Patch: What community projects or events have you been a part of and what has made them most fulfilling?

Hickey: I have been involved in planning and organizing numerous community events, starting with my time as chair of the Bedminster Environmental Commission. Seeing the need for more community engagement, we created a series of environmentally-themed events for children and adults alike, including Bat Night and Moth Night. In addition, we began partnering with the school and other local organizations to sponsor green events, including clean-up days, well-testing and presentations featuring guest speakers.

Recognizing the food insecurities that the pandemic suddenly caused, I partnered with Bedminster’s recreation director to create the Bedminster Food Pantry. For 10 weeks we collected, sanitized and distributed food during the height of the pandemic. While it might be odd to consider this a “community event” in the traditional sense, it was in fact that. Our residents were looking for a way to help those in need, and their generosity was both humbling and heartwarming. In the end, we received over 950 donations of food, personal necessities and gift cards, served a total 666 families and contributed 1,800 pounds (two pallets) of food to the Somerset County Food Bank for distribution to other area food pantries and those in need.

I am also a member of the voluntary committee that plans, organizes and runs our weekly Bedminster Farmers Market. Spanning 28 weekends a year, this recurring event has evolved into the town square. In fact, during COVID-19, it became one of the few places folks could congregate and communicate in person, cementing its position as both a community forum and a way to support our local agriculture. It provides a unique opportunity for everyone to see their neighbors and share in the food and drink of area farmers and producers. And yes, I’m one of the folks running around each Saturday helping to direct traffic and park cars — stop by and say “Hi!”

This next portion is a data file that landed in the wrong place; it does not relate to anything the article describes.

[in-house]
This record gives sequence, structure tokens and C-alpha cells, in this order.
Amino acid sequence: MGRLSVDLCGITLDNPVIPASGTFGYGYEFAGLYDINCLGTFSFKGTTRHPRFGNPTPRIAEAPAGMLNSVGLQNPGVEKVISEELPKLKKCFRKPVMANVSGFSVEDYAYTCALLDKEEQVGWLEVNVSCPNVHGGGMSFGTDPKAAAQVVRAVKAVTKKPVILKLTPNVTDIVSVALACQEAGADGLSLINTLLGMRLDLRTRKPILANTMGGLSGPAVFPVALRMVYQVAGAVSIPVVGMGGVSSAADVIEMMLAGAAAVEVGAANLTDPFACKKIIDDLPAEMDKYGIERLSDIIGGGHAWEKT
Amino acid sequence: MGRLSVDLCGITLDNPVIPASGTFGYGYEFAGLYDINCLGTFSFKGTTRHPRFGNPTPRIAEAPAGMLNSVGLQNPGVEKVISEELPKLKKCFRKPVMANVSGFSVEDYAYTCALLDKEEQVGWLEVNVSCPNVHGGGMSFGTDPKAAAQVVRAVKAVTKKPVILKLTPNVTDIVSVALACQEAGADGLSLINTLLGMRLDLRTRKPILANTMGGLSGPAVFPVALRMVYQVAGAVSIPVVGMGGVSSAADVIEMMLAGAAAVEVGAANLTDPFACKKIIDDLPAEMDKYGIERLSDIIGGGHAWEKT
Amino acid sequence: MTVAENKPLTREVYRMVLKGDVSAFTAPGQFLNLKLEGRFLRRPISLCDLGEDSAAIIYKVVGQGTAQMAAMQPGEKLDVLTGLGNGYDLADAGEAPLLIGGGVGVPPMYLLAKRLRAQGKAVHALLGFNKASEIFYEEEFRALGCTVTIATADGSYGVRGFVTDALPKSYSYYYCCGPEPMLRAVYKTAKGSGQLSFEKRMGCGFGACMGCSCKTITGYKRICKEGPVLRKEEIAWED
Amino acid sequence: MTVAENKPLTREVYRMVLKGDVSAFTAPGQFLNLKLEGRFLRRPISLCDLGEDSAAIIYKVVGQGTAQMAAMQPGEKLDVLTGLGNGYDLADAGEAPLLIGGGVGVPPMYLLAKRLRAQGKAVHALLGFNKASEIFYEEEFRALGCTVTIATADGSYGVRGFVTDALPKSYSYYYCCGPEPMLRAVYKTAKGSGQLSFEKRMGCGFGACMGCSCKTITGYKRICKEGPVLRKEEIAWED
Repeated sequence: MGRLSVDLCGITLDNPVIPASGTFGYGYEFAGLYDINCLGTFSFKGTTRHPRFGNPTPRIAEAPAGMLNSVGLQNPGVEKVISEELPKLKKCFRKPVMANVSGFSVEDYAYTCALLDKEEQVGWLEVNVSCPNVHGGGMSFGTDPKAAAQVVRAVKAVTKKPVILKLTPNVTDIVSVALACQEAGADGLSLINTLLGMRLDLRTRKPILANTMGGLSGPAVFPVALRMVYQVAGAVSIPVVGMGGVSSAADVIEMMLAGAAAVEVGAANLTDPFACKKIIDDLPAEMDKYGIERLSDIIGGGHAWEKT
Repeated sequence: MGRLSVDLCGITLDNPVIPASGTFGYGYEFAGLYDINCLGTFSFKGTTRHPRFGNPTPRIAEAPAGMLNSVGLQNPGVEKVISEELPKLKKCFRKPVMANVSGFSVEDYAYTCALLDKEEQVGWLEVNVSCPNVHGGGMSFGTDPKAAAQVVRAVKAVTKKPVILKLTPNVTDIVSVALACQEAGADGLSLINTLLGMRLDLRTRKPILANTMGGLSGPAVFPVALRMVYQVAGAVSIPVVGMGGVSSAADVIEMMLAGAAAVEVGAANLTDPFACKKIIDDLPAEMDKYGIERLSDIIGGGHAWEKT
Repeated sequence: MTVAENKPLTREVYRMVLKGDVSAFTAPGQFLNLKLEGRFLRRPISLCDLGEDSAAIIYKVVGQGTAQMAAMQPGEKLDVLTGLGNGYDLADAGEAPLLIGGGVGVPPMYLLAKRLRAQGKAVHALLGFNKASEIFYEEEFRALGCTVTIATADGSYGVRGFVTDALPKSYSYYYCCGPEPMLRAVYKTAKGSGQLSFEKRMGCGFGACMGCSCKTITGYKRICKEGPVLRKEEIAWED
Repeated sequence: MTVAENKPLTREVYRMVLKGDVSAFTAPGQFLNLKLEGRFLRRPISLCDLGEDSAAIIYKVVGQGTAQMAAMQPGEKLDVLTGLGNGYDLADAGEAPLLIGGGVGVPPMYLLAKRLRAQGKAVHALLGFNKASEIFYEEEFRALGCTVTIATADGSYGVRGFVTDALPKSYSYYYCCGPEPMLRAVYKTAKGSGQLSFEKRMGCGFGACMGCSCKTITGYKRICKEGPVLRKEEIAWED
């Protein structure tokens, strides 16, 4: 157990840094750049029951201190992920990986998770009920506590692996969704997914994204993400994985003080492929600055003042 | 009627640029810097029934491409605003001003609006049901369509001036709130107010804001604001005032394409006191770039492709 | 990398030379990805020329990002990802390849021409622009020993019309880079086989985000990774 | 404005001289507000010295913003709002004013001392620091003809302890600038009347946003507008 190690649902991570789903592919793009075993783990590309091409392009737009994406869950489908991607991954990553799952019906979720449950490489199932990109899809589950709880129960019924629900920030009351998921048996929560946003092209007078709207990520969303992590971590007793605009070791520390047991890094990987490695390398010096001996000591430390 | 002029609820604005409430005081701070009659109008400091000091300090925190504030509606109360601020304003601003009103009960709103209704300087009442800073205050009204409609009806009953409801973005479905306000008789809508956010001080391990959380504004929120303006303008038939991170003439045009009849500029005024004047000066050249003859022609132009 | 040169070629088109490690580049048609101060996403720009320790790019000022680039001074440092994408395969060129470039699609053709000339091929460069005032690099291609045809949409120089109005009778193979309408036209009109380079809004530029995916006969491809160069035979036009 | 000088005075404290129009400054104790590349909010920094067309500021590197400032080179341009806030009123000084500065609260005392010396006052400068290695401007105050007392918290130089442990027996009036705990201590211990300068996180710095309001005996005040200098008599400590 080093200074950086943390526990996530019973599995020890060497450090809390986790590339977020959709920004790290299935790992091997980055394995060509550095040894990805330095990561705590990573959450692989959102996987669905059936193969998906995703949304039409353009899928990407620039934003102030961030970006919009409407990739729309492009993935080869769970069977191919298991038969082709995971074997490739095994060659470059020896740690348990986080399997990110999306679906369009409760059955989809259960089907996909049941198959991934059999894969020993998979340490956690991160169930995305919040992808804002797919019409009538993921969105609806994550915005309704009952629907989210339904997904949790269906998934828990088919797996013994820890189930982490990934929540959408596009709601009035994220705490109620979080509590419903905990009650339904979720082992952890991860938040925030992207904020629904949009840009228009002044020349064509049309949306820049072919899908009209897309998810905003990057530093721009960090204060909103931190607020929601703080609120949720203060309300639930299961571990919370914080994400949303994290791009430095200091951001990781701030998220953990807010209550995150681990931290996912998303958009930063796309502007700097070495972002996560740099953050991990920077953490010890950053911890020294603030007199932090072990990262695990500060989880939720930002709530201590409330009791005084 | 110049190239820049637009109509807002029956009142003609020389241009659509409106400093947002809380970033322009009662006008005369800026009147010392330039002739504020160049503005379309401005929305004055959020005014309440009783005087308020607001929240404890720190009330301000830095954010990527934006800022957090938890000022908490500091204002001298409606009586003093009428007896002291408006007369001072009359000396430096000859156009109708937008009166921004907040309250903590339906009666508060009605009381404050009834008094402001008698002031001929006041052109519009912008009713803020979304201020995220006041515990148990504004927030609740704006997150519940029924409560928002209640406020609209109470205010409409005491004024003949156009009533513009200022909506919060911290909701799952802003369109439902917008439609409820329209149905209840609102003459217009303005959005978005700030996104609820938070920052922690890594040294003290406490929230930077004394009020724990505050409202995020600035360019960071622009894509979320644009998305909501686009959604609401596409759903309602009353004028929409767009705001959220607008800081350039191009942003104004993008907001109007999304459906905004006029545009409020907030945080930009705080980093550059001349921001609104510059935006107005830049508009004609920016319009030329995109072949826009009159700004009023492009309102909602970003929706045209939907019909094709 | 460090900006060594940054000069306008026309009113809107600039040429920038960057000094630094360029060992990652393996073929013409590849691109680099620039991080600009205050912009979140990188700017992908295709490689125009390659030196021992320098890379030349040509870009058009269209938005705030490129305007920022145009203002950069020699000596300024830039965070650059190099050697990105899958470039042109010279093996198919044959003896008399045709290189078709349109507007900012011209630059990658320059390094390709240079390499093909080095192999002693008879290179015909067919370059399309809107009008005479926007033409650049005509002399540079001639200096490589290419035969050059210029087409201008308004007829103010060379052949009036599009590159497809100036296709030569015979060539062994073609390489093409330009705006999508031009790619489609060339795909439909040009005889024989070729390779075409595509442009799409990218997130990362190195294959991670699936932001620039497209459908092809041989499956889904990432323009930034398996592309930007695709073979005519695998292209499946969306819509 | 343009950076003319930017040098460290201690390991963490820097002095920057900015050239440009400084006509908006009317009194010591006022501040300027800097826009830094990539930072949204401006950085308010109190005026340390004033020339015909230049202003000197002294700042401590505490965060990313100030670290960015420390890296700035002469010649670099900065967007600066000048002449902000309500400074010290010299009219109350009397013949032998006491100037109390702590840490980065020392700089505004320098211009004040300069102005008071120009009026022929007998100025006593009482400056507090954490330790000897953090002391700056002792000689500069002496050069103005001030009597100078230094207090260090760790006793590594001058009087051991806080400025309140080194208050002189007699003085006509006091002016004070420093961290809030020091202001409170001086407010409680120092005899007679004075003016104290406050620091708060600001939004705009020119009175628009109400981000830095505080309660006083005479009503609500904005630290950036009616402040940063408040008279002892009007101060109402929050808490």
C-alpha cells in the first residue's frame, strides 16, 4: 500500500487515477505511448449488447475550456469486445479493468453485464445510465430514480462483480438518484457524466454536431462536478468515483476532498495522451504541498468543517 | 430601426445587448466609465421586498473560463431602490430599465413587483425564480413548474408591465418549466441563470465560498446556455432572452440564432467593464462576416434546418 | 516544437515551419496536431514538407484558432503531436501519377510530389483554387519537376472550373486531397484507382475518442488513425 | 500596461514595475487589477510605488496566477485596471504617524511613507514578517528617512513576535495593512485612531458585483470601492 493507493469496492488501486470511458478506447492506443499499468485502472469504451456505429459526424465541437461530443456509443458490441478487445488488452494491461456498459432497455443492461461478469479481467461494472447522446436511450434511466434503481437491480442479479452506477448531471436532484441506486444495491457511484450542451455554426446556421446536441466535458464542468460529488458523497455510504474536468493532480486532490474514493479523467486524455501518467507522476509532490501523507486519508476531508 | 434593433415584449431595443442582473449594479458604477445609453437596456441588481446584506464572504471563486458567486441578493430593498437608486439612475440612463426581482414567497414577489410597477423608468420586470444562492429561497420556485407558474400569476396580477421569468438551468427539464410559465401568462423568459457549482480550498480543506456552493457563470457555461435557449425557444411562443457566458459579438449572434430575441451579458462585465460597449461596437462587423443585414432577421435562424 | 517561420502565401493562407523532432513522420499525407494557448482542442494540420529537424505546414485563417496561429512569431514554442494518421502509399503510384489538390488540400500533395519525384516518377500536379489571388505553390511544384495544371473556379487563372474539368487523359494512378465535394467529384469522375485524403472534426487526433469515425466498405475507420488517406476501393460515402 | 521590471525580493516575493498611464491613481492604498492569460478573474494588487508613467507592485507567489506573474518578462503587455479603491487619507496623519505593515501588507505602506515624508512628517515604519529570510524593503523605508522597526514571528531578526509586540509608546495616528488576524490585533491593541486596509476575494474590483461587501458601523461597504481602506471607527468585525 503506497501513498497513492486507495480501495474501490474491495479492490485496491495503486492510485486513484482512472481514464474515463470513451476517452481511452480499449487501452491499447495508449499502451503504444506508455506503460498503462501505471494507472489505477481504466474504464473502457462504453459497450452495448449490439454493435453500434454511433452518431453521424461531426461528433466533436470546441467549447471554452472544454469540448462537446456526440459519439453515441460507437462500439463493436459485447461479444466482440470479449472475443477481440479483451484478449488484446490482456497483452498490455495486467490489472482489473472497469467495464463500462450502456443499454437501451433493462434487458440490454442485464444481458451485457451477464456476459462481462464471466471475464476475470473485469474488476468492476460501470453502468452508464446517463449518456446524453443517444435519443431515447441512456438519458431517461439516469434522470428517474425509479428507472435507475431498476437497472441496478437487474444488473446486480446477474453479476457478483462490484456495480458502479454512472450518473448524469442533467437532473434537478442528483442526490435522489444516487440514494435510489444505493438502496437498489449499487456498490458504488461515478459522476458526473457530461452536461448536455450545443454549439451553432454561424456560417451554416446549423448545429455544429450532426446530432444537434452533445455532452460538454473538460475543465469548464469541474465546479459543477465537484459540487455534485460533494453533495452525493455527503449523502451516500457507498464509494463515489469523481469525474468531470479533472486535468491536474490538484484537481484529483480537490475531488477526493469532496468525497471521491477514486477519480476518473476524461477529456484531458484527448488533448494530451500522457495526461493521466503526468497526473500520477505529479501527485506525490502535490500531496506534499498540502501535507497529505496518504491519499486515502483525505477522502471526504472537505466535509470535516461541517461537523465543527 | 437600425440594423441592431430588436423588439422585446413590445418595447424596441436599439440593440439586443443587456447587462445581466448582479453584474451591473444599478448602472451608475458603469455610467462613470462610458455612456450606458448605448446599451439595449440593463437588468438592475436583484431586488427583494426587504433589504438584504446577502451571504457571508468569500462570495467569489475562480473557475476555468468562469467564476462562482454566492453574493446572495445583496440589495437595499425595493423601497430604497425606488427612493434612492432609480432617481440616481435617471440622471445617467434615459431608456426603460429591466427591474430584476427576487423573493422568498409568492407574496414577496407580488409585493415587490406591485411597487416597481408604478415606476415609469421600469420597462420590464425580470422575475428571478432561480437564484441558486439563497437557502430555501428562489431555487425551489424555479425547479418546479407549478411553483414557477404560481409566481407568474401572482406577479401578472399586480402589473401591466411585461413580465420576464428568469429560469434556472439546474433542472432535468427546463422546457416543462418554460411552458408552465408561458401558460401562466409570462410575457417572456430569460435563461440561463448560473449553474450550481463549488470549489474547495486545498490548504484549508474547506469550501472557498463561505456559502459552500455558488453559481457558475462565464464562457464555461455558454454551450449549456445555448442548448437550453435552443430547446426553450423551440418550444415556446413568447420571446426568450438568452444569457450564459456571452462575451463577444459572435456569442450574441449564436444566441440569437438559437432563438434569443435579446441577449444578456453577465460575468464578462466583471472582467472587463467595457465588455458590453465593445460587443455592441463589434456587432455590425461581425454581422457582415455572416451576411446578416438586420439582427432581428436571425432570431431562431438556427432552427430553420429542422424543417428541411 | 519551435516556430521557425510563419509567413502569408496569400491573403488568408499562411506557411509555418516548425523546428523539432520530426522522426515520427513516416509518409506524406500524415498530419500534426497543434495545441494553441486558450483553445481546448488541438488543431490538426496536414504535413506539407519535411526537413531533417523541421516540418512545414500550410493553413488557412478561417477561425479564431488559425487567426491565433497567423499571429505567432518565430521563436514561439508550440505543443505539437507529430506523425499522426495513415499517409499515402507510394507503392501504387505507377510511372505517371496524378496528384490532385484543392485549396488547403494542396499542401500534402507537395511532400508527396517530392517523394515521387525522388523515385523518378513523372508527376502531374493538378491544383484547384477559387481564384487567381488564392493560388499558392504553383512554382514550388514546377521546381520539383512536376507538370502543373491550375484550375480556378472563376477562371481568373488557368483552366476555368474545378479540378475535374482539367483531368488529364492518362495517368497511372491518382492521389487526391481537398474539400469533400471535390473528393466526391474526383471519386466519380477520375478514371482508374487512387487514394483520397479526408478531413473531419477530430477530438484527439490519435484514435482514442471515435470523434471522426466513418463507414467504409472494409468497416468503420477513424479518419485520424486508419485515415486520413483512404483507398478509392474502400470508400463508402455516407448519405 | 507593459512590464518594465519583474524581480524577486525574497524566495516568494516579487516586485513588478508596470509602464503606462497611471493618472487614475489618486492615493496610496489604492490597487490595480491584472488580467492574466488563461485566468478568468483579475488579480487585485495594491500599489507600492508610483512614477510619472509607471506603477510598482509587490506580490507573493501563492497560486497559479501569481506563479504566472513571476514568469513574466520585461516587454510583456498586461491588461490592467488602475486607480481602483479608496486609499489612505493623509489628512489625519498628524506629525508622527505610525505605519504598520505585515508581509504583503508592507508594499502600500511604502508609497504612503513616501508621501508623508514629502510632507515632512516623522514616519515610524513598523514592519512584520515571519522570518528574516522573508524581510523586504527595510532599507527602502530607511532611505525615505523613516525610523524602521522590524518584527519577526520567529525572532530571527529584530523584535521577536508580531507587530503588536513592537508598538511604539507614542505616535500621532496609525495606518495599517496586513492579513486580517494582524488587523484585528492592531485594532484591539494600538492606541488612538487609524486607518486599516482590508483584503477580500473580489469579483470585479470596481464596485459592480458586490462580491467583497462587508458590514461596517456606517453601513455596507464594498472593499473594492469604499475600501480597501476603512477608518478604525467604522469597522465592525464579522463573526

Patch: What is a resource citizens of Bedminster might not know about?

Hickey: I have championed a project dedicated to improving our outreach and notification system called Bedminster Alert. The alert system provides real-time information on events, emergencies, resources and programs sponsored by the town. Residents can sign up here to receive alerts by text message, email, or social media.

Patch: What do you wish people knew about Bedminster?

Hickey: Bedminster is like living in a Norman Rockwell painting. Despite being in one of the most densely populated areas of the United States, we are a small town nestled in a bucolic environment and have a community that embraces our history and heritage. Where else can you watch a Memorial Day Parade and become part of it as you walk down Main Street? Regardless of where you live in Bedminster, you can step outside and within minutes be walking in the rural countryside or riding along our extensive network of trails. Our local amenities, easy access to New York City and our low taxes make Bedminster an ideal place to live and raise a family. Yes, I am proud to be a resident, privileged to serve our community and I am dedicated to keeping that small-town feeling alive and well, because that’s what I love most!

Patch: What drives you to continue to give back to your community?

Hickey: [Former] President Obama [once] said, “We are the change we have been waiting for.” Be a catalyst for change! The ability to make a positive impact is what drives me, and individual actions are the engine of a small town and create a better community. Social media may be dominated by complaints, concerns and petitions, but you alone can make a difference. Homeowners associations, volunteer groups and religious organizations everywhere are lacking one thing — volunteers! Be the person who answers the challenge and becomes a part of positive change.

Editor’s note: This article originally appeared in the Bernardsville-Bedminster Patch as part of their Conversations with Community Leaders profile series.